• Michael LaBossiere said, on October 21, 2014 at 10:06 am

      Problem solved, then. But, I am still in support of more women being involved in gaming. And men as well. All shall be gamers.

  2. ajmacdonaldjr said, on October 20, 2014 at 4:04 pm

    Thanks for writing a post on this subject. I think there’s a lot of psychology involved in this subject. I think confident, mature, intelligent, good looking, older, professional, and moral gamers like yourself are the exception, whereas the rule would be confidence lacking, immature, unintelligent, unattractive, nonprofessional, and amoral (if not immoral) younger men who have an axe to grind against the women who reject them. The fantasy gamer world allows these men to act out their revenge fantasies. Sometime these sorts of men will act out these fantasies in real life, but they are, in general, too cowardly to do so, as you point out. Instead they will lash out online with vile threats (via a false identity) against an intelligent, beautiful, and brave women who criticizes their misogynistic games and gaming culture. Antia shines the light of truth on their disgusting habit and they hate her 1) because she’s right; and 2) because she represents the women who reject them.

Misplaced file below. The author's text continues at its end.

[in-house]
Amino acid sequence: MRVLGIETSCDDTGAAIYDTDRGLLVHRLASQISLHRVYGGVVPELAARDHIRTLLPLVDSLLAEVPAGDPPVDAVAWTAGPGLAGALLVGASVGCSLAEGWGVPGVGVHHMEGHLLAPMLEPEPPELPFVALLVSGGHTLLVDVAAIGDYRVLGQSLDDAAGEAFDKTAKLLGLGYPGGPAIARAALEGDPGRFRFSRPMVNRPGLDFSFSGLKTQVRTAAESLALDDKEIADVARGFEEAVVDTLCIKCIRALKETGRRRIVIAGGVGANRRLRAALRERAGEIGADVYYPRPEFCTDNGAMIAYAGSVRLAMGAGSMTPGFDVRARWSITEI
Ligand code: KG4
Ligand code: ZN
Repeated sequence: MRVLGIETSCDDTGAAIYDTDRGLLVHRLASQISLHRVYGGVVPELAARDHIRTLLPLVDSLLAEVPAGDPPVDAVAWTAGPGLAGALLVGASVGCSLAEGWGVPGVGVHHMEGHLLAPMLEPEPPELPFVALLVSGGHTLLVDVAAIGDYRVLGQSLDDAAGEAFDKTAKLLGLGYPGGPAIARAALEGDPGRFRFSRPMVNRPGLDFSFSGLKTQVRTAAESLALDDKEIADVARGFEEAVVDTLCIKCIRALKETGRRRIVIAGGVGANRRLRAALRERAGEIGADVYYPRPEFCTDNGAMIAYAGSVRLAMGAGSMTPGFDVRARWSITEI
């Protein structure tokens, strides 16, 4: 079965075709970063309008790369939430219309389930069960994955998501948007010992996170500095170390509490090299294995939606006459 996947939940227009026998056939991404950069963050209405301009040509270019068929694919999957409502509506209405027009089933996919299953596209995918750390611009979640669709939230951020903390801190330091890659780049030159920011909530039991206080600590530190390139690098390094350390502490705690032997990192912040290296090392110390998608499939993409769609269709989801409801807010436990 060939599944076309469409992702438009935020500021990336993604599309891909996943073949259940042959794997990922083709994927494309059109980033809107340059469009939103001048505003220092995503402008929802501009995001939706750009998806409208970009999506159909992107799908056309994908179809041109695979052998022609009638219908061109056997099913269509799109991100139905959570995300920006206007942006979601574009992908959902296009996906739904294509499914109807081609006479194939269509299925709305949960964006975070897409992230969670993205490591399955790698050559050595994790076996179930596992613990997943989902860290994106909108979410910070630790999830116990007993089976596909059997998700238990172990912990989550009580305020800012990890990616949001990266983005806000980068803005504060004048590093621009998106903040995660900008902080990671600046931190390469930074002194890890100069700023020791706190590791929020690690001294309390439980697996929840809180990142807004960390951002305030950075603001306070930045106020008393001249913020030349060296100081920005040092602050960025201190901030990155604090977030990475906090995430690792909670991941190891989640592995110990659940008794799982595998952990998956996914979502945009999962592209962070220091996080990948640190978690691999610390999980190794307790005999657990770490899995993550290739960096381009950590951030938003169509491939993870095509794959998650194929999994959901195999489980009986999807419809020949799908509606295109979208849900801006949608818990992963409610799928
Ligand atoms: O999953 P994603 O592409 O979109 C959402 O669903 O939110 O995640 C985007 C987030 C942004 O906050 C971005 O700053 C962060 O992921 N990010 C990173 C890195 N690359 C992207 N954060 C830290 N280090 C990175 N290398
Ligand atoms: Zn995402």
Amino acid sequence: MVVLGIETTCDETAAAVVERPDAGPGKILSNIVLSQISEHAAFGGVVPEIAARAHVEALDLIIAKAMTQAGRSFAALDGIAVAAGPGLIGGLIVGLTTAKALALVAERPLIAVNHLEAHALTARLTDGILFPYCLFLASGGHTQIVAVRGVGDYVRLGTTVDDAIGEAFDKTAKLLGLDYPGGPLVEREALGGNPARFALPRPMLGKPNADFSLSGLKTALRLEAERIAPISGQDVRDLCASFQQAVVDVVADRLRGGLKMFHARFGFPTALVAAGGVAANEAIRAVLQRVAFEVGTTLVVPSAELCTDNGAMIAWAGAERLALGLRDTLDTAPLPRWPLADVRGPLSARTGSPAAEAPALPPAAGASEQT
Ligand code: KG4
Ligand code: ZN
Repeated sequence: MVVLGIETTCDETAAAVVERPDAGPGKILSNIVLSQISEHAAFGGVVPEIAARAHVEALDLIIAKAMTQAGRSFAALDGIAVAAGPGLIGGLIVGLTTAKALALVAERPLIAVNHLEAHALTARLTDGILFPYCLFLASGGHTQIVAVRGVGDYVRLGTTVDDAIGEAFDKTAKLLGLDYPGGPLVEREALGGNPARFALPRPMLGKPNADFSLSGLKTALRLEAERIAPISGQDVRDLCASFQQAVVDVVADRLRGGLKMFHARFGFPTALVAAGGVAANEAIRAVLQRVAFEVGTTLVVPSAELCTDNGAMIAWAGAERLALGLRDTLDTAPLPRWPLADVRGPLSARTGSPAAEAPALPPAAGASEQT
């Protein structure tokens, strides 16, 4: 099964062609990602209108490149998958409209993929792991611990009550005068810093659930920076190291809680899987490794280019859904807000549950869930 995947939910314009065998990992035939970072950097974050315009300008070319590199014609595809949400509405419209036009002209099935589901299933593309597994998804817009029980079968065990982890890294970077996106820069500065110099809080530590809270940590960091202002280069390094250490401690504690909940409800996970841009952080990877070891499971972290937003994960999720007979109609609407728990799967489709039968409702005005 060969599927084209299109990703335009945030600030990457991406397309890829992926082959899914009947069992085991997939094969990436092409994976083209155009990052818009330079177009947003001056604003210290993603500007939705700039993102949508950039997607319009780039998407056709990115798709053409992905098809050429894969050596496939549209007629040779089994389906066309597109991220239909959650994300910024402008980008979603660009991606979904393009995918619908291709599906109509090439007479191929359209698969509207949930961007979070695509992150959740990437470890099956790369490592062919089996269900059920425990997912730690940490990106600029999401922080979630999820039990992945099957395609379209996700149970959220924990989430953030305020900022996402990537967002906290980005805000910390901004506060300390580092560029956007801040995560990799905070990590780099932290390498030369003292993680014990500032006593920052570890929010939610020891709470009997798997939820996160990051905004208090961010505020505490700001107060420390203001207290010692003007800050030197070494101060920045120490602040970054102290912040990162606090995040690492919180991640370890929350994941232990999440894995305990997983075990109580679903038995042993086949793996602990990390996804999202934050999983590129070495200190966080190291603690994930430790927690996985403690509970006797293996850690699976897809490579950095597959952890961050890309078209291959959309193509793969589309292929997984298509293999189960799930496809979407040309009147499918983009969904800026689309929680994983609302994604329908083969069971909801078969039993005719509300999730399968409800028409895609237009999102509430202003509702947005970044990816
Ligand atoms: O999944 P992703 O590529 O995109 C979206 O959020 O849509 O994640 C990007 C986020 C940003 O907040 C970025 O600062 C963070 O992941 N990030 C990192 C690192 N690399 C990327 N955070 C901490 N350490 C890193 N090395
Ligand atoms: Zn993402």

• Michael LaBossiere said, on October 21, 2014 at 10:09 am

      I have met misogynist gamers. Some are as you describe-their rage against women is very personal and based on past rejections. Others have considerable success with women, but see them (and people in general) just as means to their own ends. Most male gamers I know well are in relationships and not maladjusted, but my sample set is biased-it is composed of people I like.

  3. ajmacdonaldjr said, on October 20, 2014 at 7:08 pm

  4. T. J. Babson said, on October 20, 2014 at 8:48 pm

    “…whereas the rule would be confidence lacking, immature, unintelligent, unattractive, nonprofessional, and amoral (if not immoral) younger men who have an axe to grind against the women who reject them.”

    Stereotyping and bigotry. But of course it is PC to dump on men.